Increasing numbers of universities are allowing students to bring pets to school with them. But should those policies include cats? Christine R. writes:
Christine and Mazy, every situation is different, as is every cat, but generally speaking, we're against temporarily transplanting a cat unless it's absolutely necessary. We can hear Mazy whining already, so allow us to outline our reasoning.
Cats are very territory-centric. They are more comforted by their own territory with their own scents than they are even by those of us who feed, pamper and adore them. Relocating a cat isn't a trivial change for them. In fact, it can be quite distressing. It can take a cat a very long time to adjust to such a move. That's a big deal because it will happen again and again at each and every break from school. We see no need to put a cat through all of that stress if you don't have to.
Cats also prefer being on a regular schedule. What happens when Mazy goes on a rafting trip one weekend, and a football trip the next and back home the next. What about when you audition for a big play or end up in the computer lab every night before a big project is due? Who will care for Specks during those times, and will he be well cared for? No offense, Mazy, but college students aren't always the most reliable people. They have a lot on their minds. A cat needs to be a priority, not an afterthought.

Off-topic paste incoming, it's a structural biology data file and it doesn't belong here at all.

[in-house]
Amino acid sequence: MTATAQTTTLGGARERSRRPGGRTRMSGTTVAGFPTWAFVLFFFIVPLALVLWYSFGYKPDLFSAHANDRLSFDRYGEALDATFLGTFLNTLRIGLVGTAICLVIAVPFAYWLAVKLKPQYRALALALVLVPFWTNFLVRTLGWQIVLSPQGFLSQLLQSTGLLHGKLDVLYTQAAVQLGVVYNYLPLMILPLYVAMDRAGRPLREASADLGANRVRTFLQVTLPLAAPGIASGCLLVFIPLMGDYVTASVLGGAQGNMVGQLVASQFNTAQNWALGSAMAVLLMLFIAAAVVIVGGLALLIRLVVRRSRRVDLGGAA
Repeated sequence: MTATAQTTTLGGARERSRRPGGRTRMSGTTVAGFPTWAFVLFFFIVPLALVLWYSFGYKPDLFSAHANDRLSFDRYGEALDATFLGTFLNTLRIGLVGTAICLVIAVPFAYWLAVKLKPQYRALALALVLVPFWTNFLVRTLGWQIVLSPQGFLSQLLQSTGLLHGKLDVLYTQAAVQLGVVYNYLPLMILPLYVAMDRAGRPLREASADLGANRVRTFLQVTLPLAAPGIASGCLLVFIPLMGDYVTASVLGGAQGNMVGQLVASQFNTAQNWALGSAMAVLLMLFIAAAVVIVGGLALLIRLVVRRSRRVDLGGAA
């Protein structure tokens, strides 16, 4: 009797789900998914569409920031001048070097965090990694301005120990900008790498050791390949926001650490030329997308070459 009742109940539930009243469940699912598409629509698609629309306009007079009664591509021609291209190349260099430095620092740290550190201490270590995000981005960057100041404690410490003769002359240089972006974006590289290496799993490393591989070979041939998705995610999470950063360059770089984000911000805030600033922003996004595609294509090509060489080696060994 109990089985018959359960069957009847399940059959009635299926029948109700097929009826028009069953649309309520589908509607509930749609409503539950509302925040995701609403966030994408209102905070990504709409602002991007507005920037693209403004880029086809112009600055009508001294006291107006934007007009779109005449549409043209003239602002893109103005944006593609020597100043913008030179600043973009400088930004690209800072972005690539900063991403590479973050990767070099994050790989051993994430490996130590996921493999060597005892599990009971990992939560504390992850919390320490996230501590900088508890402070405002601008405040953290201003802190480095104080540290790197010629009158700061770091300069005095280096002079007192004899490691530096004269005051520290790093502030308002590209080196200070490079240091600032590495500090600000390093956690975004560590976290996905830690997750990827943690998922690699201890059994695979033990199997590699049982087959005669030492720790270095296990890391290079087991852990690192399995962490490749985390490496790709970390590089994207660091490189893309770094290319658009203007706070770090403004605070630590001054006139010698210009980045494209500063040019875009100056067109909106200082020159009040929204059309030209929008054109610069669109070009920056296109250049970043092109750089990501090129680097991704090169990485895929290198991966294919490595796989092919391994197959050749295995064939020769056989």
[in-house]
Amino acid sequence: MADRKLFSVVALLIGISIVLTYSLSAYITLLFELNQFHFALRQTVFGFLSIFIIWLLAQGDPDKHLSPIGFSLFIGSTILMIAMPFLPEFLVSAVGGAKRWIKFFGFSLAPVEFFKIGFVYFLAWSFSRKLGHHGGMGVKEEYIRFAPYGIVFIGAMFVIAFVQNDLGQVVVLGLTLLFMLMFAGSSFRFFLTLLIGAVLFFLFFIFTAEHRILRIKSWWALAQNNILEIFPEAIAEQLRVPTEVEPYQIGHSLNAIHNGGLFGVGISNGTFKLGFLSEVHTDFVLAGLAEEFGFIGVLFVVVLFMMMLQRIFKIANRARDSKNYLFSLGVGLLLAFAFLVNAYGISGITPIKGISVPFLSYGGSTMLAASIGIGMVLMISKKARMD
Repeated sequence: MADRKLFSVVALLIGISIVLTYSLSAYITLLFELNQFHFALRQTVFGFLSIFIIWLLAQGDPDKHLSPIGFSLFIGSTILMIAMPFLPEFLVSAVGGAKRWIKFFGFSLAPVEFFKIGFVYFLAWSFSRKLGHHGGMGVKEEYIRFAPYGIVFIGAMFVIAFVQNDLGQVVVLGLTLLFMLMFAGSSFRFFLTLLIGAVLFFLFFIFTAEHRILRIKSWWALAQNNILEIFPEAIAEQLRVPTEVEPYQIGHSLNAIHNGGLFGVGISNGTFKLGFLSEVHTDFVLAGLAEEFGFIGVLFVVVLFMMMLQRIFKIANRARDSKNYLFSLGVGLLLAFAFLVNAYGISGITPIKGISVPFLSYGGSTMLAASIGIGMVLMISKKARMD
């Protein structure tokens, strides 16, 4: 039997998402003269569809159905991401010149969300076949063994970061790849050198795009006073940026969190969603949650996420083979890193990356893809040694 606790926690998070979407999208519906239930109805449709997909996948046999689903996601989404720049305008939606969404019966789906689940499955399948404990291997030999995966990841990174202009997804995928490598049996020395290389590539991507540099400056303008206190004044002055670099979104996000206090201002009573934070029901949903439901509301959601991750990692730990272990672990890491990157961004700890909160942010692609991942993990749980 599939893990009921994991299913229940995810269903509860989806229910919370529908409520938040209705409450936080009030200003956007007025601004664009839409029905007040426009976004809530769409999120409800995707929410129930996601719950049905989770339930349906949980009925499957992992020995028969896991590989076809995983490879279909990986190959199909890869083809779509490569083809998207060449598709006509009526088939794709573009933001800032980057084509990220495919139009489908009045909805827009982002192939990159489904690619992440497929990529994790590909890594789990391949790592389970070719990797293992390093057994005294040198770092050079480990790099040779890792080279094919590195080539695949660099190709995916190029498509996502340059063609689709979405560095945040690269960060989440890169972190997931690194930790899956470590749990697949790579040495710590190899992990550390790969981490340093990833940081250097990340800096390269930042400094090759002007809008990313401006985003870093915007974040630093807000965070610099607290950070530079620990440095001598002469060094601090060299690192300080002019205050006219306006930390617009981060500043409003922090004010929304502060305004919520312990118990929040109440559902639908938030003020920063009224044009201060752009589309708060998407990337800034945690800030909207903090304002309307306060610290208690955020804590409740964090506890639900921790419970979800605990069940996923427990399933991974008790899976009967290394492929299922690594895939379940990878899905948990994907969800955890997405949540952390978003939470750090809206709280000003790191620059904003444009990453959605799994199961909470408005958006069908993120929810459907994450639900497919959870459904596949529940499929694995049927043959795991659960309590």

There are also some unique dangers associated with campus life. We won't be too graphic, but where there are drunken frat boys, there are potential dangers to everyone! Specks may not have as much fun being there for you as you think he will.
One thing you should definitely do is to leave things with your scent on them at home whenever you visit. A pair of sweatpants or an old t-shirt left in one of Specks' prime sleeping spots will comfort him in your absence. Yes, he'll miss you when you're gone, but he'll still be happier at home. And he'll thoroughly enjoy your visits, even if he sometimes pretends not to. That's just how cats are. They don't like change, but Specks will always be your special friend.
Mazy, going off to college is about growing up, and a big part of growing up is learning to put others needs before your own sometimes. Think about what's best for Specks and we think you'll conclude, as we have, that he'll be better off at home with your mom. We wish you all the best in your college career!